This sense of "what's old is new again" is all over the place in a new Christian movement that is a reassertion of white masculinity and machismo. This "new" movement is one we've seen before: Muscular Christianity.
The 2nd wave of Muscular Christianity began with the Promise Keepers, that men-only movement that rallied in football stadiums in the 1990s so they could cry and hug and promise to go home and take their rightful place as head of the household. To wear the pants and make sure that women did not.
We saw it this month in the Super Bowl advertising controversy, where a political ad condemning a woman's right to an abortion was accepted by CBS, but a purely commercial ad for a gay dating site was rejected.
The "new" Muscular Christianity is also rearing its macho head in churches and gyms around the country as "combat" sports are used to make church a more manly, less feminized space. Instead of recommending football or weight lifting, the way the first Muscular Christianity did, this one offers mixed martial arts and beating each other into submission as the way to Christ.
According to an article in the New York Times, churches like Xtreme Ministries ("Where Feet, Fist and Faith Collide") near Nashville combine training in mixed martial arts with evangelical Christianity to make church manly again.
Recruitment efforts at the churches, which are predominantly white, involve fight night television viewing parties and lecture series that use ultimate fighting to explain how Christ fought for what he believed in. Other ministers go further, hosting or participating in live events.
The goal, these pastors say, is to inject some machismo into their ministries — and into the image of Jesus — in the hope of making Christianity more appealing. “Compassion and love — we agree with all that stuff, too,” said Brandon Beals, 37, the lead pastor at Canyon Creek Church outside of Seattle. “But what led me to find Christ was that Jesus was a fighter.”
Son of Focus on the Family founder James Dobson, Ryan Dobson, made the sissification of Christian boys clear by pointing out that
The man should be the overall leader of the household. We’ve raised a generation of little boys.”
I've seen this marriage of martial arts, machismo and God in my own sport, taekwondo. My own association was torn apart when one of the master instructors became an Evangelical Christian and started to use his gym as a way to convert people to his beliefs. I once went to one of his Christian workouts, to see what it was like. There's nothing like having the Gospel shouted at you as you spar, doing push ups for not saying you accept Jesus Christ into your heart as your own personal savior, and generally mixing faith and fighting to make me think that if there is a God then S/He should smite the hell out of these people.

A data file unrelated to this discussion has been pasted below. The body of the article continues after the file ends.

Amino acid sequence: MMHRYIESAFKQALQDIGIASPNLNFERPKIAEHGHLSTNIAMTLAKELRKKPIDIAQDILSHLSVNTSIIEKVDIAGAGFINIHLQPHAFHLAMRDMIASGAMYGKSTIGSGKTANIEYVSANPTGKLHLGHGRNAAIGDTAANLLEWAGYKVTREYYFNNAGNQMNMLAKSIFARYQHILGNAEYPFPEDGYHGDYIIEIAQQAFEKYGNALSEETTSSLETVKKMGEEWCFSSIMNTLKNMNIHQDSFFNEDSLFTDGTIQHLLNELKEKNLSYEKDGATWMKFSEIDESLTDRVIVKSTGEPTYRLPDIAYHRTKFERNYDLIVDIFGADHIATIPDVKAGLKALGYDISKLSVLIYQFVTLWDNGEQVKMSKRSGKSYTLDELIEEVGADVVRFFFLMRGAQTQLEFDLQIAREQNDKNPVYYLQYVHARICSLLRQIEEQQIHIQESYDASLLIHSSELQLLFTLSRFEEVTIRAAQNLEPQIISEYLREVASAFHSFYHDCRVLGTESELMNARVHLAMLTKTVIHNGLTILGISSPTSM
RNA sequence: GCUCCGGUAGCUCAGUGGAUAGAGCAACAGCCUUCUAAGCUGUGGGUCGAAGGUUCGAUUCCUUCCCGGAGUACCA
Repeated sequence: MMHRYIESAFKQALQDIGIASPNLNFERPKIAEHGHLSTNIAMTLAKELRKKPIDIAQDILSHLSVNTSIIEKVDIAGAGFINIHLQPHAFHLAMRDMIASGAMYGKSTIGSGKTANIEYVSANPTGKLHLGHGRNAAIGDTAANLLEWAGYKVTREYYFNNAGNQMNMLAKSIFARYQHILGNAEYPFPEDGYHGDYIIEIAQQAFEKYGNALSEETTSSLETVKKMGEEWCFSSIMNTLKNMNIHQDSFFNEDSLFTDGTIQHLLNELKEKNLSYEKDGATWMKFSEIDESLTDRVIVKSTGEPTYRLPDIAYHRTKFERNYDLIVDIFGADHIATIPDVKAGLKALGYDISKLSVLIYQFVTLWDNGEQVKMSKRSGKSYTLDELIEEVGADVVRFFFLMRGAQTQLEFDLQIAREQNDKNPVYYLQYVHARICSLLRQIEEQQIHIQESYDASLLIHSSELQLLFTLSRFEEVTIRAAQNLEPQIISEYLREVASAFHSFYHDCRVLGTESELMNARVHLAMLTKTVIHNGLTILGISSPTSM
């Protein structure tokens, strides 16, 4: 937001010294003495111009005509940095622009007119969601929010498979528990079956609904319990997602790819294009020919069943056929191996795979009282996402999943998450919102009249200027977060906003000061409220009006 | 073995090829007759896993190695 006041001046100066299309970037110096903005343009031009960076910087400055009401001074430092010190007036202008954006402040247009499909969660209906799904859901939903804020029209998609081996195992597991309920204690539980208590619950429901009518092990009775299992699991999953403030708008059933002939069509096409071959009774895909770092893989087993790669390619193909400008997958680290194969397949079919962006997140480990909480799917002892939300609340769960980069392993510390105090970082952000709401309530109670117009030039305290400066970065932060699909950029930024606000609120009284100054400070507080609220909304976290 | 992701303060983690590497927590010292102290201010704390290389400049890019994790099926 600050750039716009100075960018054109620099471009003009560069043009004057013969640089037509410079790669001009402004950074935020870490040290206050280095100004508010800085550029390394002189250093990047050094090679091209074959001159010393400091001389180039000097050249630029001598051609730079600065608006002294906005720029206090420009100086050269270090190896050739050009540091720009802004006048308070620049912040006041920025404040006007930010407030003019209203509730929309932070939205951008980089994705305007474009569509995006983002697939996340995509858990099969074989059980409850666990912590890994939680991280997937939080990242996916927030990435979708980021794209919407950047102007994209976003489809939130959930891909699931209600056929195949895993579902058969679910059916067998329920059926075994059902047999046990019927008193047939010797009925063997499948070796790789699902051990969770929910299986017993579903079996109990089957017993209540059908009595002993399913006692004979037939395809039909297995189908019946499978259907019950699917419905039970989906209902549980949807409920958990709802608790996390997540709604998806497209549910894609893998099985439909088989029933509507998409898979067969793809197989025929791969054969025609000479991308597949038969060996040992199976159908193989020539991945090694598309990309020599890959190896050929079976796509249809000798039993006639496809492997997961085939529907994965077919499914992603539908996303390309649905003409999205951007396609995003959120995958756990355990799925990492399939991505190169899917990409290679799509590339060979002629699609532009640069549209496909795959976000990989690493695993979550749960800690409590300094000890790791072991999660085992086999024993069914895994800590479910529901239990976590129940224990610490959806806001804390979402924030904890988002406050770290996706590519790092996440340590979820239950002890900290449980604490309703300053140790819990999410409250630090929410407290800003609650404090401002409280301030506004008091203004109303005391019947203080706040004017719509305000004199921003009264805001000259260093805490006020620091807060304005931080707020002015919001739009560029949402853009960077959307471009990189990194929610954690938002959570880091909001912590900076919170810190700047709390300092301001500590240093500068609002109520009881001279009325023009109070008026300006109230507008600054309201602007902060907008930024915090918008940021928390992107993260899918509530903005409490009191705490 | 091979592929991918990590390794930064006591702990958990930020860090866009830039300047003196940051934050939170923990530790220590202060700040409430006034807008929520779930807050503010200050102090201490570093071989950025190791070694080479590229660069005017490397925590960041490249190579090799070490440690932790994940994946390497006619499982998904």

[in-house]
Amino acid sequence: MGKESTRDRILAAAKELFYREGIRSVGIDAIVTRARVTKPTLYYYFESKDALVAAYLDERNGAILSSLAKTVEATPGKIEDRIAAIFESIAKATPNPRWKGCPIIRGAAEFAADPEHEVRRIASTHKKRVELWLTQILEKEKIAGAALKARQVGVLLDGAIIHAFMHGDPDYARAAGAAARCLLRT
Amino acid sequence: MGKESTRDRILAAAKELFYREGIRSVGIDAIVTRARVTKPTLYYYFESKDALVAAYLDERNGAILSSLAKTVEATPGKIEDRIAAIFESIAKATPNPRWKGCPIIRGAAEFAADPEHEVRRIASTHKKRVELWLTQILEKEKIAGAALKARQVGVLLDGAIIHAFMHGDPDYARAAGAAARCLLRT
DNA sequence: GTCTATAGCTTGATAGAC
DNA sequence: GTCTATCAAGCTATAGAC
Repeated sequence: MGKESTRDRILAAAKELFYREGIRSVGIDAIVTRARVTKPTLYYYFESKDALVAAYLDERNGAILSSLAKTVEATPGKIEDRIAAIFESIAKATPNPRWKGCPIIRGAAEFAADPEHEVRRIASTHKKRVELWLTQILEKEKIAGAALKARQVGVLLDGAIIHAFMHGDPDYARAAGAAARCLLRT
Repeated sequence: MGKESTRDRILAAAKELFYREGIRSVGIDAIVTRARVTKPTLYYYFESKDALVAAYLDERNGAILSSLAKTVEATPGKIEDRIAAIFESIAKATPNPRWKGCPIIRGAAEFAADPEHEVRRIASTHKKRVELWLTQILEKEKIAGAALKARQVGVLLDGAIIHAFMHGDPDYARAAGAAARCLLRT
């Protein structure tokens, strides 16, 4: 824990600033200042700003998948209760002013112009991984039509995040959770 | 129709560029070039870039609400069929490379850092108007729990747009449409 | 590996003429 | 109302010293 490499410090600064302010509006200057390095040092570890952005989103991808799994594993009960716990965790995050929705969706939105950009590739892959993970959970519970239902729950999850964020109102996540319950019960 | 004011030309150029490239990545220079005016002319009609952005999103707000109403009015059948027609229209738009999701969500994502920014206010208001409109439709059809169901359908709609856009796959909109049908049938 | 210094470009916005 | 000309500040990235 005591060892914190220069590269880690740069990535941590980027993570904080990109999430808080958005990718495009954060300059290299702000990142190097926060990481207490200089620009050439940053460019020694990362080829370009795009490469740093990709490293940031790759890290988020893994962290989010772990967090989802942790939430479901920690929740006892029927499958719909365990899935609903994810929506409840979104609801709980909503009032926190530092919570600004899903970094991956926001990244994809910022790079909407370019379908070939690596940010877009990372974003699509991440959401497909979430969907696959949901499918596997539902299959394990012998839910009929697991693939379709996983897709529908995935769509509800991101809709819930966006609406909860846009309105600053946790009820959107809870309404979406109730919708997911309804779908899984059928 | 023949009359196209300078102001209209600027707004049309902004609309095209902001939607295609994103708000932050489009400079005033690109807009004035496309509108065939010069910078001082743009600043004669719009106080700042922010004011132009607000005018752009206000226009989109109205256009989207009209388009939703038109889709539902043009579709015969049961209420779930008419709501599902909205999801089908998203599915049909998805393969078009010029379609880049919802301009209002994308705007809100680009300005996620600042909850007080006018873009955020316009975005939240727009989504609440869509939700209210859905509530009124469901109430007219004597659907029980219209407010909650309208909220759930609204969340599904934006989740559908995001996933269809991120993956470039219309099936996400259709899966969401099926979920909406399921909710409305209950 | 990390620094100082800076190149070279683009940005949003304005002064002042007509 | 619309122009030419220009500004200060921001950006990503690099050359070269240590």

But alas, there seems no God willing to punish Christians for using combat sports to reinvigorate an insecure and white masculinity. Black evangelical churches have chosen not to participate in the "kicking for Christ" craze and, like the original Muscular Christianity, the 2nd wave of macho godly men is about fears that white men have been feminized by our economy and culture. Facing growing economic insecurity, the increase in women's educational levels and salary potential, and, lets face it, the fact that American culture just doesn't consider straight white Christian guys very sexy, many of them are drawn into the promise of the Promise Keepers (or the new Dockers ads for that matter). The promise goes something like this:
Wear the pants. Be a man. Act macho. Show that you're physically tough and willing to beat the shit out of anyone who tries to take your power. Then all the rest- the structural collapse of white masculinity, the economic and military collapse of America, the environmental collapse of the world, uppity women and racial others- can all be beaten back into submission so that once again you can rule the world.
Sadly for these boys, it just ain't going to work. Structural problems cannot be solved by getting in the ring. I should know. I have been doing combat sports for 15 years and although I love to beat the crap out of people, it's just not going to change my position in the wider world. And white men fighting in the ring to re-secure the privilege of their religion, race, and gender in the world is never going to work, If for no other reason than a lot of us are much better fighters than they'll ever be.